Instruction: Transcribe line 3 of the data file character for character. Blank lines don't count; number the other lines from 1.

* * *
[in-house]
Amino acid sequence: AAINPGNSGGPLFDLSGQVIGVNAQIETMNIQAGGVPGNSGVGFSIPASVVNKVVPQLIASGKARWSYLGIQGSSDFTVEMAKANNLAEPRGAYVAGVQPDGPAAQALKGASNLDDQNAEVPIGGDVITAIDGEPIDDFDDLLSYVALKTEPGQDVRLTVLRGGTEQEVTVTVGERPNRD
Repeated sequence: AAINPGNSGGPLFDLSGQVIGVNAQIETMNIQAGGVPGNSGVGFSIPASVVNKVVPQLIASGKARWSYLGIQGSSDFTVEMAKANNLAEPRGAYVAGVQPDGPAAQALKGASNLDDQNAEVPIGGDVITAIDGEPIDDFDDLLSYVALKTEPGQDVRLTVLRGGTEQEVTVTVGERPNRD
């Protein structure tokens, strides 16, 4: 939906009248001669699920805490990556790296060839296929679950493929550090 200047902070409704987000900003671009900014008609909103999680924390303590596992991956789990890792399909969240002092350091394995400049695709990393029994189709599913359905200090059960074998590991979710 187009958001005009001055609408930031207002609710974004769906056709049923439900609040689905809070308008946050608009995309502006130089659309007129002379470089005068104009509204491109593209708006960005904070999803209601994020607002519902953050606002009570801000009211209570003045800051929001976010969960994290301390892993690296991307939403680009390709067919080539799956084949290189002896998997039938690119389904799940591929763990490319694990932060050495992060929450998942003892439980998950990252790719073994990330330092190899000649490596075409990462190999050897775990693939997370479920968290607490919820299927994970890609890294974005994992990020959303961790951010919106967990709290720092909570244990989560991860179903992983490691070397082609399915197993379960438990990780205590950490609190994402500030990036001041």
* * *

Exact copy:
Repeated sequence: AAINPGNSGGPLFDLSGQVIGVNAQIETMNIQAGGVPGNSGVGFSIPASVVNKVVPQLIASGKARWSYLGIQGSSDFTVEMAKANNLAEPRGAYVAGVQPDGPAAQALKGASNLDDQNAEVPIGGDVITAIDGEPIDDFDDLLSYVALKTEPGQDVRLTVLRGGTEQEVTVTVGERPNRD